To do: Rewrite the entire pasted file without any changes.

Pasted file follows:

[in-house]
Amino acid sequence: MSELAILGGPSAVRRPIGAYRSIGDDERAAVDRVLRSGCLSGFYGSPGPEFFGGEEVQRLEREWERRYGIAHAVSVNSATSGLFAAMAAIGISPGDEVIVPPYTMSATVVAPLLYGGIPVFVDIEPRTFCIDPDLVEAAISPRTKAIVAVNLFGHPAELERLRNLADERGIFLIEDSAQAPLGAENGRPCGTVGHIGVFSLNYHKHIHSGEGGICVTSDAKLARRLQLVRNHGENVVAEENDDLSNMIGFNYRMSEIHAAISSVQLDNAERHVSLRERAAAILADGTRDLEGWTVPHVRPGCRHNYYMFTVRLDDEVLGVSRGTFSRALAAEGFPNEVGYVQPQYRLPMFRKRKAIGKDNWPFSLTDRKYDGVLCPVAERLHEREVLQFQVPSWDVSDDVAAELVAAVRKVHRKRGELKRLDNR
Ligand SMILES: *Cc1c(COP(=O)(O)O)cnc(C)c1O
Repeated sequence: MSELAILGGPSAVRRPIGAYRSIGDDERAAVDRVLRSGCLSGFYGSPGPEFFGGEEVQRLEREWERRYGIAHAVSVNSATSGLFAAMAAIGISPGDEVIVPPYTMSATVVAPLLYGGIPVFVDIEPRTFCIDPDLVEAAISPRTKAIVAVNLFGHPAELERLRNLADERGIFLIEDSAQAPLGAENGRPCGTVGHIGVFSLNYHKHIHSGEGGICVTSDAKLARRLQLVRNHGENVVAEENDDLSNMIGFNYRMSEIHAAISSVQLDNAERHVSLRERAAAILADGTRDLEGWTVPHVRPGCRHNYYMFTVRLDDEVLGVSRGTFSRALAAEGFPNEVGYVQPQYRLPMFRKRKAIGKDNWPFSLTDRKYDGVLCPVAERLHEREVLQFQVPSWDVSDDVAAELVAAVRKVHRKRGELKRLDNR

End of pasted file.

[in-house]
Amino acid sequence: MSELAILGGPSAVRRPIGAYRSIGDDERAAVDRVLRSGCLSGFYGSPGPEFFGGEEVQRLEREWERRYGIAHAVSVNSATSGLFAAMAAIGISPGDEVIVPPYTMSATVVAPLLYGGIPVFVDIEPRTFCIDPDLVEAAISPRTKAIVAVNLFGHPAELERLRNLADERGIFLIEDSAQAPLGAENGRPCGTVGHIGVFSLNYHKHIHSGEGGICVTSDAKLARRLQLVRNHGENVVAEENDDLSNMIGFNYRMSEIHAAISSVQLDNAERHVSLRERAAAILADGTRDLEGWTVPHVRPGCRHNYYMFTVRLDDEVLGVSRGTFSRALAAEGFPNEVGYVQPQYRLPMFRKRKAIGKDNWPFSLTDRKYDGVLCPVAERLHEREVLQFQVPSWDVSDDVAAELVAAVRKVHRKRGELKRLDNR
Ligand SMILES: *Cc1c(COP(=O)(O)O)cnc(C)c1O
Repeated sequence: MSELAILGGPSAVRRPIGAYRSIGDDERAAVDRVLRSGCLSGFYGSPGPEFFGGEEVQRLEREWERRYGIAHAVSVNSATSGLFAAMAAIGISPGDEVIVPPYTMSATVVAPLLYGGIPVFVDIEPRTFCIDPDLVEAAISPRTKAIVAVNLFGHPAELERLRNLADERGIFLIEDSAQAPLGAENGRPCGTVGHIGVFSLNYHKHIHSGEGGICVTSDAKLARRLQLVRNHGENVVAEENDDLSNMIGFNYRMSEIHAAISSVQLDNAERHVSLRERAAAILADGTRDLEGWTVPHVRPGCRHNYYMFTVRLDDEVLGVSRGTFSRALAAEGFPNEVGYVQPQYRLPMFRKRKAIGKDNWPFSLTDRKYDGVLCPVAERLHEREVLQFQVPSWDVSDDVAAELVAAVRKVHRKRGELKRLDNR